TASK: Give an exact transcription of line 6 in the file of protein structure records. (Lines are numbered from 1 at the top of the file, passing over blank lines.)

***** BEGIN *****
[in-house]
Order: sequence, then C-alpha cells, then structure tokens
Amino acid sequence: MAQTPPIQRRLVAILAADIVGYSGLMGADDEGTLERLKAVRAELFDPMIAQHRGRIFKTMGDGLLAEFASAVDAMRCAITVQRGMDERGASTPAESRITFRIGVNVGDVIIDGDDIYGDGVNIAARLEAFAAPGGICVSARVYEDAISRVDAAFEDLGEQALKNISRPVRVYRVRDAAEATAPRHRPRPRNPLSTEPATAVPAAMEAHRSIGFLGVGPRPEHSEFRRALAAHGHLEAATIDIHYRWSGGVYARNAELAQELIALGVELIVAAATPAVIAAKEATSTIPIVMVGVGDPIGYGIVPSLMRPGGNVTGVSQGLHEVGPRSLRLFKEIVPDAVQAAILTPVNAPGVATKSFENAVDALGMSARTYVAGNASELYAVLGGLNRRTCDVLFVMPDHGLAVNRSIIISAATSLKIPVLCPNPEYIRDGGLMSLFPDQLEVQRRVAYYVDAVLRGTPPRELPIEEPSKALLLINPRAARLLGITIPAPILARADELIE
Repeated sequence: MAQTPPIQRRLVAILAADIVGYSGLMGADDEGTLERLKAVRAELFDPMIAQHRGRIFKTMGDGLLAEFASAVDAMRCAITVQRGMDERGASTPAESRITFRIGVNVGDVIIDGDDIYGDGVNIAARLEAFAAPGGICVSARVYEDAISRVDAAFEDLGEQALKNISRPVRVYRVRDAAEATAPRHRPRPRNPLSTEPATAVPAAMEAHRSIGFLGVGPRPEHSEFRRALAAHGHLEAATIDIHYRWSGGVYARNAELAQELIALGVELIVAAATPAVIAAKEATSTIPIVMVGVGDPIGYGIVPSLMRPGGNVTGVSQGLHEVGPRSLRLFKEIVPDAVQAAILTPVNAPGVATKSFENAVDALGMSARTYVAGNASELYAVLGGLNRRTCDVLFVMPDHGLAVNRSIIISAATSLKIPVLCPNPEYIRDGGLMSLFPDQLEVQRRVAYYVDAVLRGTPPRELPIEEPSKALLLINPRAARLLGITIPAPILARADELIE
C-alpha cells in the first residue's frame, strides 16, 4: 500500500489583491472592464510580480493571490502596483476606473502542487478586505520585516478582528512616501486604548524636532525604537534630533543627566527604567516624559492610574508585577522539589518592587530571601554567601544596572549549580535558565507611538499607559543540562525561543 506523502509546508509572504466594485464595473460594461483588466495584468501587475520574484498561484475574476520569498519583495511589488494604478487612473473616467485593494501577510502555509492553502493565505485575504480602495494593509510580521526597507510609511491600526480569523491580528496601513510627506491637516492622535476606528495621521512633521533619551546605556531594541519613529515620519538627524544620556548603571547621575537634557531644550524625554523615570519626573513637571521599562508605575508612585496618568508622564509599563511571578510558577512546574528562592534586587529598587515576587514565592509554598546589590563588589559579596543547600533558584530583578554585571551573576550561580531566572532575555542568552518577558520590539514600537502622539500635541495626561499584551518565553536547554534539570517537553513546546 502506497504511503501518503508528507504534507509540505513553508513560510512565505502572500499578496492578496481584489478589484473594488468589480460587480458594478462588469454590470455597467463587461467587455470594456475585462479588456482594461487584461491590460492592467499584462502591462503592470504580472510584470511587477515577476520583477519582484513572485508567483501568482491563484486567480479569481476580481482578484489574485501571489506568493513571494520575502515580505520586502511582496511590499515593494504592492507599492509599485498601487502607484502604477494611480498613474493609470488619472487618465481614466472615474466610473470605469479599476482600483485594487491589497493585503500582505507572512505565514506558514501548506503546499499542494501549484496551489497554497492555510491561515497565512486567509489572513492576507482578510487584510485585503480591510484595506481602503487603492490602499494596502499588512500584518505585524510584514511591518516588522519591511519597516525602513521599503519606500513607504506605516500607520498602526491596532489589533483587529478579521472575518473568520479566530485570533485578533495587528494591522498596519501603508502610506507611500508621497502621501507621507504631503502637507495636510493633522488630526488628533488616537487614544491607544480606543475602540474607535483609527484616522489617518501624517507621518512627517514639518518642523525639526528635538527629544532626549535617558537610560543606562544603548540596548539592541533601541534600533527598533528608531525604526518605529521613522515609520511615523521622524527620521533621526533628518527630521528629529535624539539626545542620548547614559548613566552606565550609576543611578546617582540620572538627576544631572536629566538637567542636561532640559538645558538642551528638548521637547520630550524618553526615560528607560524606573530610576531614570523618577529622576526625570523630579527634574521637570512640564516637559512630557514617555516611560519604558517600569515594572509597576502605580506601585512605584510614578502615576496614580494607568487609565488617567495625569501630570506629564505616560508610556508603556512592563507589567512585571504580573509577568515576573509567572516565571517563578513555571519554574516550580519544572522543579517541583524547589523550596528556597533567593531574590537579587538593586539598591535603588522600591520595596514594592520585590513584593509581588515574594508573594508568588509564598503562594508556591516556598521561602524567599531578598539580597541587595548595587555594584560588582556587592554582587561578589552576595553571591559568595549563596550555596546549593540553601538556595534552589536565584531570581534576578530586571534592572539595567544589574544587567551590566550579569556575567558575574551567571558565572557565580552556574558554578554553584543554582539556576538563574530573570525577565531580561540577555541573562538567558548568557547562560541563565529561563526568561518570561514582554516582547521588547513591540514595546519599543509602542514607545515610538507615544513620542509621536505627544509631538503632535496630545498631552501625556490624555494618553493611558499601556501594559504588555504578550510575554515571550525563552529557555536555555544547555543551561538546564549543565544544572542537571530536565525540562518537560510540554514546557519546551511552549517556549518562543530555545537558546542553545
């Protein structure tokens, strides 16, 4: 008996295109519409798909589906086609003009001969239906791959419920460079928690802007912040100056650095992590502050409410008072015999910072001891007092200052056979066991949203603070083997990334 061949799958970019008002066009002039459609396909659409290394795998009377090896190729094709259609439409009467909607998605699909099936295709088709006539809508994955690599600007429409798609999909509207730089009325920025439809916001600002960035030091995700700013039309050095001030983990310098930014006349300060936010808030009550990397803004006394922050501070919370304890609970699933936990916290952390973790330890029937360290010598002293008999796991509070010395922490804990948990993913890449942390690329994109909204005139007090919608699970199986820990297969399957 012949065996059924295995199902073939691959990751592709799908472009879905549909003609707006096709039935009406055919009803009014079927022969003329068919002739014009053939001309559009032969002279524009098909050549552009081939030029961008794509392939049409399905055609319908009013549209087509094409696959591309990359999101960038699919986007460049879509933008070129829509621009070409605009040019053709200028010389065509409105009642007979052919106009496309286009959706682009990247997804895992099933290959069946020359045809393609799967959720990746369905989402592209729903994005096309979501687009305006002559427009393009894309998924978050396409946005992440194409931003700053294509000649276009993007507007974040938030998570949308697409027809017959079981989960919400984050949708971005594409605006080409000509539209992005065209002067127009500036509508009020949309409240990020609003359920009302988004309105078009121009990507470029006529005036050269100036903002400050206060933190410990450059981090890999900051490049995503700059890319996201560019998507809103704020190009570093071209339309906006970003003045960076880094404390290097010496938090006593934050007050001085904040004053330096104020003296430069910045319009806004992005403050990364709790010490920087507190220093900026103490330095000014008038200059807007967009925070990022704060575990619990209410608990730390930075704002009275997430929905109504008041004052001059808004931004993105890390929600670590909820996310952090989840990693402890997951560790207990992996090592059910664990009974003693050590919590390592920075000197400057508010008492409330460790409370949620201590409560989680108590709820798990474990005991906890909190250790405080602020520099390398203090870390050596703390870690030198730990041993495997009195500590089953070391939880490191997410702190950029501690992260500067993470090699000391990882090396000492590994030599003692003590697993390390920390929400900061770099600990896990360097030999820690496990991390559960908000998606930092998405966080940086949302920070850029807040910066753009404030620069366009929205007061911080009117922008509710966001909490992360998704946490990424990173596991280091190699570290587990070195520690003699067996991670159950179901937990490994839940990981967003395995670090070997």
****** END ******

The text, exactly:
């Protein structure tokens, strides 16, 4: 008996295109519409798909589906086609003009001969239906791959419920460079928690802007912040100056650095992590502050409410008072015999910072001891007092200052056979066991949203603070083997990334 061949799958970019008002066009002039459609396909659409290394795998009377090896190729094709259609439409009467909607998605699909099936295709088709006539809508994955690599600007429409798609999909509207730089009325920025439809916001600002960035030091995700700013039309050095001030983990310098930014006349300060936010808030009550990397803004006394922050501070919370304890609970699933936990916290952390973790330890029937360290010598002293008999796991509070010395922490804990948990993913890449942390690329994109909204005139007090919608699970199986820990297969399957 012949065996059924295995199902073939691959990751592709799908472009879905549909003609707006096709039935009406055919009803009014079927022969003329068919002739014009053939001309559009032969002279524009098909050549552009081939030029961008794509392939049409399905055609319908009013549209087509094409696959591309990359999101960038699919986007460049879509933008070129829509621009070409605009040019053709200028010389065509409105009642007979052919106009496309286009959706682009990247997804895992099933290959069946020359045809393609799967959720990746369905989402592209729903994005096309979501687009305006002559427009393009894309998924978050396409946005992440194409931003700053294509000649276009993007507007974040938030998570949308697409027809017959079981989960919400984050949708971005594409605006080409000509539209992005065209002067127009500036509508009020949309409240990020609003359920009302988004309105078009121009990507470029006529005036050269100036903002400050206060933190410990450059981090890999900051490049995503700059890319996201560019998507809103704020190009570093071209339309906006970003003045960076880094404390290097010496938090006593934050007050001085904040004053330096104020003296430069910045319009806004992005403050990364709790010490920087507190220093900026103490330095000014008038200059807007967009925070990022704060575990619990209410608990730390930075704002009275997430929905109504008041004052001059808004931004993105890390929600670590909820996310952090989840990693402890997951560790207990992996090592059910664990009974003693050590919590390592920075000197400057508010008492409330460790409370949620201590409560989680108590709820798990474990005991906890909190250790405080602020520099390398203090870390050596703390870690030198730990041993495997009195500590089953070391939880490191997410702190950029501690992260500067993470090699000391990882090396000492590994030599003692003590697993390390920390929400900061770099600990896990360097030999820690496990991390559960908000998606930092998405966080940086949302920070850029807040910066753009404030620069366009929205007061911080009117922008509710966001909490992360998704946490990424990173596991280091190699570290587990070195520690003699067996991670159950179901937990490994839940990981967003395995670090070997």